A mailbag on a Thursday? WHAAAAAAA? I know, I know, mailbags are for Fridays, but tomorrow is Independence Day and that day deserves to be free from fake mailbags. In this installment, I have TWO actual questions! One is from a family member, but it still counts. Enough dilly-dallying, let's answer some questions.
Escobar has been one of the most consistent bats in the lineup and boasts the 3rd highest OPS on the team. If Oswaldo Arcia can't find a way to produce by the time Plouffe returns from the DL, should Gardy consider playing Eddie in RF to keep his bat in the lineup?
An actual question! Send me something and I'll answer it. You'll be famous among 18 people.
Thank you for your question, Duncan and thank you for being a big supporter of this blog! This question was sent about two weeks ago, and Escobar has cooled significantly since then. He is batting just .143/.163/.190 over the last 14 days. Even before that, I would have probably tried to keep Arcia in the lineup, just because I like his power potential and hairstyle. But so much has happened since I received this question!
Plouffe and Eduardo Nunez are back. Danny Santana is hurt. Jorge Polanco was here and gone. Chris Parmelee is suddenly hitting. With Parmelee hitting, he fits nicely in right if Arcia doesn't start to produce. If Parmelee cools, Santana returns and Arcia isn't producing, I could see trying Escobar in right, provided he's hitting again.
I like when managers try to move people around to see how it works. It never hurts to try to make your players and roster more versatile. Worst case, you put an infielder in the outfield and he can't find the warning track and the team loses. But, really, how often does that happen?
The Twins have had a plethora of shortstops on the roster this year. Please rank the many shortstops in the order of your preference. Thank you, I really enjoy your 3:1 puns-to-analysis ratio.
Brad S., St. Paul, MN
3:1 seems low, but thanks for the compliment! It's actually crazy to think that the Twins have had 6 different shortstop this year. That position has been a problem for the Twins for almost two decades and now they have some pretty impressive organizational depth. Here are my rankings for this year:
- Eduardo Escobar - The Eddie 400 has been a rousing success, even if Escobar has cooled off in recent weeks.
- Danny Santana - Would probably be number one if I wasn't so connected to the powerful Eddie 400 movement. Very exciting player to watch.
- Jorge Polanco - Would probably be number one if he wasn't still two years from regular MLB duty. Very exciting player to watch.
- Eduardo Nunez - Would probably be number one if he was better than the first three guys on the list. He seems like a nice guy.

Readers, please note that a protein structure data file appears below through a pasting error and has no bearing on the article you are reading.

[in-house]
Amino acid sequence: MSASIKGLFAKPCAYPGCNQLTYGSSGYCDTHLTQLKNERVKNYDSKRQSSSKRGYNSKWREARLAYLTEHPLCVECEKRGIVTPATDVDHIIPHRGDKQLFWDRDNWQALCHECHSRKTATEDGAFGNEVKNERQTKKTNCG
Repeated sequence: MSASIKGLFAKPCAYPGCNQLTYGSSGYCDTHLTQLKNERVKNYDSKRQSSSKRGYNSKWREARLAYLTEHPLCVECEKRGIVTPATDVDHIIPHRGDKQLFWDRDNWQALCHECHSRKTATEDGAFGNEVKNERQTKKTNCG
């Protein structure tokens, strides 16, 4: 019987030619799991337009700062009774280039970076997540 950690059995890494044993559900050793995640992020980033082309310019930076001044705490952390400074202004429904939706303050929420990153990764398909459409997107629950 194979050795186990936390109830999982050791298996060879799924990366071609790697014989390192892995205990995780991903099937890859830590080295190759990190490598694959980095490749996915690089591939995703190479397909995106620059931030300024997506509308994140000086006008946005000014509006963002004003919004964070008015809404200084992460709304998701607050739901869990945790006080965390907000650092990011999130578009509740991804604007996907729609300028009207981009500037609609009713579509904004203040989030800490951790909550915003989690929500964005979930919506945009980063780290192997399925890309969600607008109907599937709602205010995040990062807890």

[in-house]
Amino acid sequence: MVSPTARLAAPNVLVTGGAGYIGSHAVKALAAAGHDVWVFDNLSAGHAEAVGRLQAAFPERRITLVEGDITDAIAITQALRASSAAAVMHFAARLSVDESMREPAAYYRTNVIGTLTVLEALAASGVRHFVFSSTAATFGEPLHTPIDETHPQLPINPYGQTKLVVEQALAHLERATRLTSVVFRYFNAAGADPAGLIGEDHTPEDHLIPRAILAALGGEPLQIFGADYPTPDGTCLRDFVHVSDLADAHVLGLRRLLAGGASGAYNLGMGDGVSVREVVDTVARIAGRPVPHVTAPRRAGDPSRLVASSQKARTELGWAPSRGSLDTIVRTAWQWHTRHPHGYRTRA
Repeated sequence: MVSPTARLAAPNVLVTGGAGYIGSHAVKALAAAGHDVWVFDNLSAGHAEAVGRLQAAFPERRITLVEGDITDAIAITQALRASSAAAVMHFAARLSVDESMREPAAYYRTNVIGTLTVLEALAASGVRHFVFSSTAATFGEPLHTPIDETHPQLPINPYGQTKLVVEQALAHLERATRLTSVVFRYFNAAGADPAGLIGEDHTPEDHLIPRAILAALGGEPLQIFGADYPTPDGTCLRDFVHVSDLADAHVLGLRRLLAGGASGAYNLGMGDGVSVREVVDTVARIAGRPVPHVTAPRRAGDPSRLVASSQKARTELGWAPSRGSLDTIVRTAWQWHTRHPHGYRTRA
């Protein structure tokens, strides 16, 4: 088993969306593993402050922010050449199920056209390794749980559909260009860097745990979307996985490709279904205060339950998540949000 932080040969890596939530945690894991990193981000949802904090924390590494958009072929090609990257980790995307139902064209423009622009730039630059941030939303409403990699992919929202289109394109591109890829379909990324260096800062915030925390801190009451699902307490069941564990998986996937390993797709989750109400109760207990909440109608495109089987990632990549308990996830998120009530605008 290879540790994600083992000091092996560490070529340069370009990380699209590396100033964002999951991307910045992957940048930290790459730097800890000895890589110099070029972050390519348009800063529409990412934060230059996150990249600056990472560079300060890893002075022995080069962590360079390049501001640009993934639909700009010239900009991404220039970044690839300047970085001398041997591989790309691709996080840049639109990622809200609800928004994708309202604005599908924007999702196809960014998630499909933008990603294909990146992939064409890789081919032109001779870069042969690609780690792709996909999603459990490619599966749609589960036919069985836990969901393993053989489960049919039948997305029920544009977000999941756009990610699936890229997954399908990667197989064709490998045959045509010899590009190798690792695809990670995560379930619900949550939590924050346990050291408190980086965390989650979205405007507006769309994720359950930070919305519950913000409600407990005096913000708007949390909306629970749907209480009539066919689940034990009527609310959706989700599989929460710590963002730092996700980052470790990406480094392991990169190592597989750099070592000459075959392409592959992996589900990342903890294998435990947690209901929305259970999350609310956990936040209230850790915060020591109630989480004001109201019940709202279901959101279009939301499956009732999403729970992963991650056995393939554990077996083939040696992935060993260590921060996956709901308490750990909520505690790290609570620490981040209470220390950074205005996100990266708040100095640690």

- Pedro Florimon - What a disaster. A loyal reader suggested we create the "Florimon Abyss" for players who the "Mendoza Line" doesn't do justice. I love it. I'm in.
- Jason Bartlett - Yeah, remember this? All your anger about scholarships and country clubs is just rushing back!
Derek Jeter is in town this week and I really want to get him something nice to celebrate his retirement. Can you suggest a gift or 10 for me? Thanks!
Brad S., St. Paul, MN
Wow, you are in luck! I literally wrote on this very subject yesterday! What a wonderful coincidence! Here's the link to that piece, complete with images of Jeter enjoying his new stuff. For the record, I would give him the 25 hand-drawn pictures. It would be an amazing spectacle.
Hey Brad you think you're so smart about what the Twins need & how to build their team. What about all those rotten softball teams you played for & all along you knew someone close to you that was a career .700 hitter & classic #3 guy for his teams for 20 plus years. Yeah maybe he pulled his hammies often, usually both at the same time, but I still say I'm good for 5 runs a game.
Dad S., St Paul, MN
Another real question, from my actual Dad! I'm going to address this in a few parts:
1. One of those "rotten" teams won the Shoreview Slow-Pitch Co-Red D Softball League in 2010. I have the shirt to prove it; I got bleach on it. We won the championship game 2-0. A 2-0 shutout in slow-pitch! What a team!
2. I regret my decision to keep you off the team. What we really needed was veteran presence and I was too brash to know it at the time. There's a reason we moved to that Fall League and completely self-destructed. There's a reason we haven't played in that Shoreview League since winning the title. We didn't even defend! I couldn't get a team back together.
That was on me. I was riding high after our title. I started referring to myself as "Rickey," I recorded that bluegrass album with one of the guys in Steely Dan, and I bought so many gold chains. My neck still hurts. I should have focused on our dynasty. What a monster.